Andersson and Löhr soon realized the possibilities afforded by Dolby Atmos, Minkler says. “Benny was very excited about it. His initial reaction was, ‘Oh my gosh, this is what I always wanted my music to be like—more immersive.’”
Ultimately, the music mix didn’t stray far from the original stereo versions, Minkler says. “We played with it and went to extremes and brought it back down. Bernard had his own mix room adjacent to our big mix room; when he got some ideas about pulling things apart, he would test those out in his room.
“The music is basically a band, not an orchestra, so to pull the band apart so that different instruments are in different speakers, or different spaces within the room, wasn’t pleasing. We wanted to maintain a nice, tight mix, so the final result wasn’t wild and crazy,” Minkler says.
That said, there were some opportunities to spread the vocals out in the immersive environment: “When the material was brought to the stage, Bernard had already put the vocals in a space that was correct for him. The music is mostly in the left-right of the room and the vocal is in the center. The background vocals are spread left and right. They could be more towards the front, some towards the middle, some towards the back—it was a case-by-case decision-making process.”
As for the score, by composer Anne Dudley, he says, “That was always wider than the songs.” He adds, “Benny was a big part of that score, too; he worked with Anne on the tone.”
With the songs having a specific sound and the live action scenes in their own acoustic environment, transitions could potentially be jarring. “But because this is Mamma Mia!, we didn’t hold as tight to those two worlds,” says Minkler. “We could break out from the cinematic world into the musical world, and on occasion, we could distinctly breakaway. The film is so much fun, and the way it was directed, they can break into song and it’s OK.”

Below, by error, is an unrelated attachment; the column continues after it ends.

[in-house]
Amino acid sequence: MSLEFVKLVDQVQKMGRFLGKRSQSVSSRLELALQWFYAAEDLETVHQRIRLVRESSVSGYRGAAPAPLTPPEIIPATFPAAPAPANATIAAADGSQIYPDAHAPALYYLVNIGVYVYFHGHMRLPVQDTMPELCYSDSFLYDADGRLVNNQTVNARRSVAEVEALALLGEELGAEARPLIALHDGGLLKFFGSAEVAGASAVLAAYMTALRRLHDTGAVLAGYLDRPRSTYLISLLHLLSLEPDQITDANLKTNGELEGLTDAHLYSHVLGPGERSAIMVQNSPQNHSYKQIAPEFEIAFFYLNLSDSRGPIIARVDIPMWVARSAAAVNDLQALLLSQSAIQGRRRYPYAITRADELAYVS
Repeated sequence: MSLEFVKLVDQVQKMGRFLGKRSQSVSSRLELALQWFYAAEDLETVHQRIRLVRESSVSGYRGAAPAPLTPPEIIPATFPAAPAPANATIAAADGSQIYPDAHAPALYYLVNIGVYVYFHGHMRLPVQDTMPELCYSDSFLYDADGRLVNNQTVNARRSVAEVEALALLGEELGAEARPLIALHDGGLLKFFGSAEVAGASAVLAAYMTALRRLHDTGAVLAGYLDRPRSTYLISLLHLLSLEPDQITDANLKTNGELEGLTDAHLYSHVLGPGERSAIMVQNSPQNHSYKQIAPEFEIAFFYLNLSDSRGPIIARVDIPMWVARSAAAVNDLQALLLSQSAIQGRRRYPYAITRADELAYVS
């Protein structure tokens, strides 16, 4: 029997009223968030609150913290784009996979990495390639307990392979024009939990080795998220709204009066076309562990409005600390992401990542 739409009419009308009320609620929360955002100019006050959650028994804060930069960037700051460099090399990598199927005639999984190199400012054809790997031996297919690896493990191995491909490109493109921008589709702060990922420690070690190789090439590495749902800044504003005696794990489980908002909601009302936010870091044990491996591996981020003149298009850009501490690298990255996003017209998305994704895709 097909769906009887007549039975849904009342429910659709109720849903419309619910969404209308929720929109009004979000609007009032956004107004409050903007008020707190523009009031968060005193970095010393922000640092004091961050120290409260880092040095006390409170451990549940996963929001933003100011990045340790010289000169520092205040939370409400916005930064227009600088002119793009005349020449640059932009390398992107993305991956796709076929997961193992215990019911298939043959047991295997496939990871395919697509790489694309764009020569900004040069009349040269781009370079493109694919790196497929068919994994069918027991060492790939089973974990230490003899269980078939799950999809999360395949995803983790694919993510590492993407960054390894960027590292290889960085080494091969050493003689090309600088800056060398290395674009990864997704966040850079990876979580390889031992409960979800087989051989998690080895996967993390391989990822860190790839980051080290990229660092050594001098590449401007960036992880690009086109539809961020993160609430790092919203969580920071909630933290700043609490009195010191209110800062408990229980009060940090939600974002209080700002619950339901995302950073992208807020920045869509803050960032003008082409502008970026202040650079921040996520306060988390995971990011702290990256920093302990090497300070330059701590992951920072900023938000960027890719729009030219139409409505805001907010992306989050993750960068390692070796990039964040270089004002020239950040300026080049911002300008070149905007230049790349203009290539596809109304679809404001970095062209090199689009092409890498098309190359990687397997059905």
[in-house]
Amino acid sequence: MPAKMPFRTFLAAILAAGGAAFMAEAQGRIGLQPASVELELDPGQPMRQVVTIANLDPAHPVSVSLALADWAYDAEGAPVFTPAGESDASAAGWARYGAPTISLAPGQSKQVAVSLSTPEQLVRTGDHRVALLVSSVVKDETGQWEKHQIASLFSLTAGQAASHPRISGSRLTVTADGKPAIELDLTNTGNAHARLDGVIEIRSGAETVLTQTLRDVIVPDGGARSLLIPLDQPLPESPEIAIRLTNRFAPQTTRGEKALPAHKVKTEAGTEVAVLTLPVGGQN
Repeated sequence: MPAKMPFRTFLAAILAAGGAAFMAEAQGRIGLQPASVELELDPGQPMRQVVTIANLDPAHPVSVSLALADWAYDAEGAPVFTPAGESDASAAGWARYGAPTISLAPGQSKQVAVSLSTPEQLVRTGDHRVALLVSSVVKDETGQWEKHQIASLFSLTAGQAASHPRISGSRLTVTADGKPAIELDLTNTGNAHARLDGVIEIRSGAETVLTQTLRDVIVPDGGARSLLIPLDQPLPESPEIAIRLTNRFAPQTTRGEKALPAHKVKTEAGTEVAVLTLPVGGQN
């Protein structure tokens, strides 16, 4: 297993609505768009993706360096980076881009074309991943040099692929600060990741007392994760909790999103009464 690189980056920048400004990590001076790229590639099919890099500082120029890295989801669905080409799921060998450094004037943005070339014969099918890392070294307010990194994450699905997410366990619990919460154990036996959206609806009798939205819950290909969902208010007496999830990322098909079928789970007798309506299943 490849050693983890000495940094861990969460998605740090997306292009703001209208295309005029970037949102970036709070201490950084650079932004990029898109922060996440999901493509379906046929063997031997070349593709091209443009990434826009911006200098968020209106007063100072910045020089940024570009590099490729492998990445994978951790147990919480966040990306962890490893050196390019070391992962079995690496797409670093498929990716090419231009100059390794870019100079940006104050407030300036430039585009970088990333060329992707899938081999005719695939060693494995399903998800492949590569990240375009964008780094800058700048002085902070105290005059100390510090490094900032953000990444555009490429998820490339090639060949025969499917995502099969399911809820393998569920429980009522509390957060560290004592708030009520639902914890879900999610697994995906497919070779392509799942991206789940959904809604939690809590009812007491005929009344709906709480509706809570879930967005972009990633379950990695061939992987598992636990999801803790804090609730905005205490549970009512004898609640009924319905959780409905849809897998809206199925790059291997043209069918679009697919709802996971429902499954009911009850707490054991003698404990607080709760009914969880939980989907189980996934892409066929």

The mix team was busy with premixes and temp mixes for a seven-week period while the producers tested various cuts of the film, Minkler reports. The final mix took about three weeks.
Then, it was on to versioning. “It took us 16 days to do all the deliverables; it was a whole bunch of work,” he says.
The Dolby Atmos RMU can re-render to 5.1 and 7.1 but it must be managed, says Minkler. “You can’t just push a button and walk out the door; you have to listen to it.” It is especially important to manage the levels of the ceiling elements as they are downmixed into the sides, and to keep a handle on their front-to-back positions and levels. The latest version of Dolby’s Atmos software offers enhanced control of those downmix coefficients, but there are also the other playback platforms to consider.
“They’re just different and you’ve got to keep your hands on them,” he says. “There’s the IMAX animal that we have to deal with. Then there’s Auro-3D and DTS-X. Each one is just a little bit different and you have to pay attention.”
Deliverables drudgery aside, Minkler enjoyed mixing the film. “It’s a wonderful movie, so fun and happy,” he says. “I thank Benny for making happy music.”